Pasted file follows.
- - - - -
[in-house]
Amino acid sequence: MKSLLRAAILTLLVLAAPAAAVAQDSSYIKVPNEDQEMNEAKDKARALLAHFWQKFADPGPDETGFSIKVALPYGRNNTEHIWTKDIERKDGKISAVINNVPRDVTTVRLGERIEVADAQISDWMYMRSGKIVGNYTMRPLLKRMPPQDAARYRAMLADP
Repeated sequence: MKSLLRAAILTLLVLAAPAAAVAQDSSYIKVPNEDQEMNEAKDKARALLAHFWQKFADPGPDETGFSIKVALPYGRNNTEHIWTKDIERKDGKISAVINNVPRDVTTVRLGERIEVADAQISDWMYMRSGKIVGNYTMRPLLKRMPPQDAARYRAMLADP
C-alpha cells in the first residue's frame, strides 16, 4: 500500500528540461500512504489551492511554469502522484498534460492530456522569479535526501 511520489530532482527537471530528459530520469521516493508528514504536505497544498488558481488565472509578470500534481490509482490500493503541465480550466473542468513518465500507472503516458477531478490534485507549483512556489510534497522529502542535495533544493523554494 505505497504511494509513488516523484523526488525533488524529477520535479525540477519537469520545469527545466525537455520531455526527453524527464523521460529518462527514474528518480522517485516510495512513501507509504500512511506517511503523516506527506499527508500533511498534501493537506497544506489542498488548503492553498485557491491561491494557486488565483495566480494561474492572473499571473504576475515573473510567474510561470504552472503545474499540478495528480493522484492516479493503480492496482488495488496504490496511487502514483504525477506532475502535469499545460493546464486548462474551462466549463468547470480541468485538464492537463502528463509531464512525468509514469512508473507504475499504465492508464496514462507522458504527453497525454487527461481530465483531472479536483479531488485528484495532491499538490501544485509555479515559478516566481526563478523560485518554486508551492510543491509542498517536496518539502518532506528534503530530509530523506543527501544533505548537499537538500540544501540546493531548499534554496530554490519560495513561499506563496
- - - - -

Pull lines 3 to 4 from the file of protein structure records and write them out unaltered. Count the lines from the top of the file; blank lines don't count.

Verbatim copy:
Repeated sequence: MKSLLRAAILTLLVLAAPAAAVAQDSSYIKVPNEDQEMNEAKDKARALLAHFWQKFADPGPDETGFSIKVALPYGRNNTEHIWTKDIERKDGKISAVINNVPRDVTTVRLGERIEVADAQISDWMYMRSGKIVGNYTMRPLLKRMPPQDAARYRAMLADP
C-alpha cells in the first residue's frame, strides 16, 4: 500500500528540461500512504489551492511554469502522484498534460492530456522569479535526501 511520489530532482527537471530528459530520469521516493508528514504536505497544498488558481488565472509578470500534481490509482490500493503541465480550466473542468513518465500507472503516458477531478490534485507549483512556489510534497522529502542535495533544493523554494 505505497504511494509513488516523484523526488525533488524529477520535479525540477519537469520545469527545466525537455520531455526527453524527464523521460529518462527514474528518480522517485516510495512513501507509504500512511506517511503523516506527506499527508500533511498534501493537506497544506489542498488548503492553498485557491491561491494557486488565483495566480494561474492572473499571473504576475515573473510567474510561470504552472503545474499540478495528480493522484492516479493503480492496482488495488496504490496511487502514483504525477506532475502535469499545460493546464486548462474551462466549463468547470480541468485538464492537463502528463509531464512525468509514469512508473507504475499504465492508464496514462507522458504527453497525454487527461481530465483531472479536483479531488485528484495532491499538490501544485509555479515559478516566481526563478523560485518554486508551492510543491509542498517536496518539502518532506528534503530530509530523506543527501544533505548537499537538500540544501540546493531548499534554496530554490519560495513561499506563496